Tuesday, December 17, 2013

Quarterback is innocent until proven guilty

Emily Bazelon writes in Slate about the Heisman Trophy winner accused of rape:
The victim says that at first her alleged assailant was “unknown” to her and that she figured out it was Winston in early January. ...

Whether schools should punish athletes who have been accused but not convicted — or in Winston’s case, even charged — is a hard call. But if athletes like Winston are getting a pass from the police and prosecutors, and from the university disciplinary system, then their continuing presence on the field starts to look like an enabling factor. Sure, they deserve to be treated as innocent until proven guilty.
If she really believed in treating him as innocent until proven guilty, then she would not call the accuser a "victim", and it would not be a "hard call" to decide whether schools should punish an innocent man.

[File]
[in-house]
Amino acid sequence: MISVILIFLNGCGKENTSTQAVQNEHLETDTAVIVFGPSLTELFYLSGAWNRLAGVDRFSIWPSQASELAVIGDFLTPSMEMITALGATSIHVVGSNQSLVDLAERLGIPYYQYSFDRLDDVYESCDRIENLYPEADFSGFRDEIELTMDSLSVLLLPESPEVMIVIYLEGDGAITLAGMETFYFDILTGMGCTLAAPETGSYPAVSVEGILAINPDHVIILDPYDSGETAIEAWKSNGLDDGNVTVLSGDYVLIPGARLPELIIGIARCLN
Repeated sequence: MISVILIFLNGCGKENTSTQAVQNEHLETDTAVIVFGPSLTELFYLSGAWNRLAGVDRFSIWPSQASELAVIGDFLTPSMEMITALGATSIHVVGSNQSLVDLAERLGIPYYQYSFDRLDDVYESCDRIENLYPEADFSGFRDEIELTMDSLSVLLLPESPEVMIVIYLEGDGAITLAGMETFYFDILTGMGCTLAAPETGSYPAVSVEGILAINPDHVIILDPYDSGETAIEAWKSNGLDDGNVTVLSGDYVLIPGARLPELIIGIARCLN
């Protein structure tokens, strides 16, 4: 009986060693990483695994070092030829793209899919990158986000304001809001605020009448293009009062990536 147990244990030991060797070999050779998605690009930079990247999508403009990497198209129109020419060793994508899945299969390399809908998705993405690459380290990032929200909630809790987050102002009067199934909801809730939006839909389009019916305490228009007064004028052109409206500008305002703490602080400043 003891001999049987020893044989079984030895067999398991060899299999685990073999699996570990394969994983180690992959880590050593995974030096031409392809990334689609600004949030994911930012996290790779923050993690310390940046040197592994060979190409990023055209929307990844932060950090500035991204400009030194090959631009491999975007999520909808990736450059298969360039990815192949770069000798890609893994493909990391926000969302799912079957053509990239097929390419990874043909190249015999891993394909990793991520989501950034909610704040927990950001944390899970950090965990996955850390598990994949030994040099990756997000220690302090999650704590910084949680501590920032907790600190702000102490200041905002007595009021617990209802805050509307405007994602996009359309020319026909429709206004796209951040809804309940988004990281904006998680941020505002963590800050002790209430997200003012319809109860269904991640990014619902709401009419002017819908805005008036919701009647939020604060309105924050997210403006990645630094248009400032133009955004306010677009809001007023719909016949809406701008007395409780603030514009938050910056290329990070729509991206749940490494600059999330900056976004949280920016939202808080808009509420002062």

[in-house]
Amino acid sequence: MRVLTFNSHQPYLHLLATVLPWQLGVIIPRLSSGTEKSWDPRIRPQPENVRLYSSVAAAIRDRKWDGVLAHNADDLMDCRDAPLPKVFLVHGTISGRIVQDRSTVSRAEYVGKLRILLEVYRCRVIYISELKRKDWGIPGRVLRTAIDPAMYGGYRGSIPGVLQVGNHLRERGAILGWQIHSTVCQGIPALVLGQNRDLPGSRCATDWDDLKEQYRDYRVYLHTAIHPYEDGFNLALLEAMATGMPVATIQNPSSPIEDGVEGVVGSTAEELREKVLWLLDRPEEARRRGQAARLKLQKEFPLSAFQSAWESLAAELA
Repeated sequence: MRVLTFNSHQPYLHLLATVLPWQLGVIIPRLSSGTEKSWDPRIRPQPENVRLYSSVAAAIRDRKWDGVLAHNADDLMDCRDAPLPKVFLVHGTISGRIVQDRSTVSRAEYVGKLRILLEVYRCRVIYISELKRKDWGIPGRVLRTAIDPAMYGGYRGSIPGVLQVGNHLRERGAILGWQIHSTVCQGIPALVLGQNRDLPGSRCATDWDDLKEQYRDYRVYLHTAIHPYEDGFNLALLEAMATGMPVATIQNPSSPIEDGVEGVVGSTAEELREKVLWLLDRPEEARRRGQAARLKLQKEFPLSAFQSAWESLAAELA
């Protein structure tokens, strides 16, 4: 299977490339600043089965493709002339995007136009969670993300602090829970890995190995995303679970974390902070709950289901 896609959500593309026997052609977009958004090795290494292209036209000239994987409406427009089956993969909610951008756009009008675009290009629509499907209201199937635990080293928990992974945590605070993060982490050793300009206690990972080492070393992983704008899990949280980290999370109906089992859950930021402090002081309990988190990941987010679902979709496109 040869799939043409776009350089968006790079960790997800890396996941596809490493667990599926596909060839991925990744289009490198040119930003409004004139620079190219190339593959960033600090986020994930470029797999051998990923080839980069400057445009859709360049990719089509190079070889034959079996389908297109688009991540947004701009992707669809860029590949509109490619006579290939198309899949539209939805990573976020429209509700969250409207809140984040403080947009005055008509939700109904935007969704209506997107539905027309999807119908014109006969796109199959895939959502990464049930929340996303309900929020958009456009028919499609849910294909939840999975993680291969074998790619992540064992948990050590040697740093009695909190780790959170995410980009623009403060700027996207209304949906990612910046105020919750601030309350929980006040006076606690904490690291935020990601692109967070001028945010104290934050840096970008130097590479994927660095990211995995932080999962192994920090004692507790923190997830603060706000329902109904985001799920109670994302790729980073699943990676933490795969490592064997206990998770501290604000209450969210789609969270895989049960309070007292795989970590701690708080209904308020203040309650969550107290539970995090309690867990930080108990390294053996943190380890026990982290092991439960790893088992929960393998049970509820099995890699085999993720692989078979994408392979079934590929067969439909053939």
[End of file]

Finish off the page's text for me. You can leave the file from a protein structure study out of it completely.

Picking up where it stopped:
This is a story of a big black boy having a consensual sexual act with a blond white girl. However much Bazelon and others might disapprove, this is legal under current American law. There is substantial evidence of his innocence.

Failure to accept the concept of "innocent until proven guilty" is one of the main faults with the family court, and with popular opinion about it. Many times I have heard otherwise intelligent people say something like, "okay the accusation was false, but how do you know he did not abuse the child in some other way?"

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